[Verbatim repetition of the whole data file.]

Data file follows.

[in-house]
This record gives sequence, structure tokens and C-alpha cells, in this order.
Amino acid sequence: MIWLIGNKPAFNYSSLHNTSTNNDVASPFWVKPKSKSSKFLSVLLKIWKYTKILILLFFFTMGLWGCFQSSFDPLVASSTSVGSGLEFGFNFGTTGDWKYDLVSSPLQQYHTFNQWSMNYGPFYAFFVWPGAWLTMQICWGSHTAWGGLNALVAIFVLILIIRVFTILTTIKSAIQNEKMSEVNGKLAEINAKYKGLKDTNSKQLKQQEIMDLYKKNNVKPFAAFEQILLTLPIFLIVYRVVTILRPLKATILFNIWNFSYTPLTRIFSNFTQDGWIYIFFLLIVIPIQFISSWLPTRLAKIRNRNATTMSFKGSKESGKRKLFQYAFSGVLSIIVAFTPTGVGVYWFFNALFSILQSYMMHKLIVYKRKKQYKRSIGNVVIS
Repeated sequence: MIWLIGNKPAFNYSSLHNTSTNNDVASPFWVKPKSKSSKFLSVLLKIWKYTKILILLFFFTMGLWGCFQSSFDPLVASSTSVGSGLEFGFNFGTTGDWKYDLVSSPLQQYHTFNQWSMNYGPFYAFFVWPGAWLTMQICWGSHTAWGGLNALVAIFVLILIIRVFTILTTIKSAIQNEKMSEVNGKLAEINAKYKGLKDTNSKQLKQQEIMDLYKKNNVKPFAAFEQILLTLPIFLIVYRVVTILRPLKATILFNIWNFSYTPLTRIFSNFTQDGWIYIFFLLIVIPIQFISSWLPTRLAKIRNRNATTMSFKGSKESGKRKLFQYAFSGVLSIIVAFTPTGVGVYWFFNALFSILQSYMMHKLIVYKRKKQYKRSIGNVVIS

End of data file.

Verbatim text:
[in-house]
This record gives sequence, structure tokens and C-alpha cells, in this order.
Amino acid sequence: MIWLIGNKPAFNYSSLHNTSTNNDVASPFWVKPKSKSSKFLSVLLKIWKYTKILILLFFFTMGLWGCFQSSFDPLVASSTSVGSGLEFGFNFGTTGDWKYDLVSSPLQQYHTFNQWSMNYGPFYAFFVWPGAWLTMQICWGSHTAWGGLNALVAIFVLILIIRVFTILTTIKSAIQNEKMSEVNGKLAEINAKYKGLKDTNSKQLKQQEIMDLYKKNNVKPFAAFEQILLTLPIFLIVYRVVTILRPLKATILFNIWNFSYTPLTRIFSNFTQDGWIYIFFLLIVIPIQFISSWLPTRLAKIRNRNATTMSFKGSKESGKRKLFQYAFSGVLSIIVAFTPTGVGVYWFFNALFSILQSYMMHKLIVYKRKKQYKRSIGNVVIS
Repeated sequence: MIWLIGNKPAFNYSSLHNTSTNNDVASPFWVKPKSKSSKFLSVLLKIWKYTKILILLFFFTMGLWGCFQSSFDPLVASSTSVGSGLEFGFNFGTTGDWKYDLVSSPLQQYHTFNQWSMNYGPFYAFFVWPGAWLTMQICWGSHTAWGGLNALVAIFVLILIIRVFTILTTIKSAIQNEKMSEVNGKLAEINAKYKGLKDTNSKQLKQQEIMDLYKKNNVKPFAAFEQILLTLPIFLIVYRVVTILRPLKATILFNIWNFSYTPLTRIFSNFTQDGWIYIFFLLIVIPIQFISSWLPTRLAKIRNRNATTMSFKGSKESGKRKLFQYAFSGVLSIIVAFTPTGVGVYWFFNALFSILQSYMMHKLIVYKRKKQYKRSIGNVVIS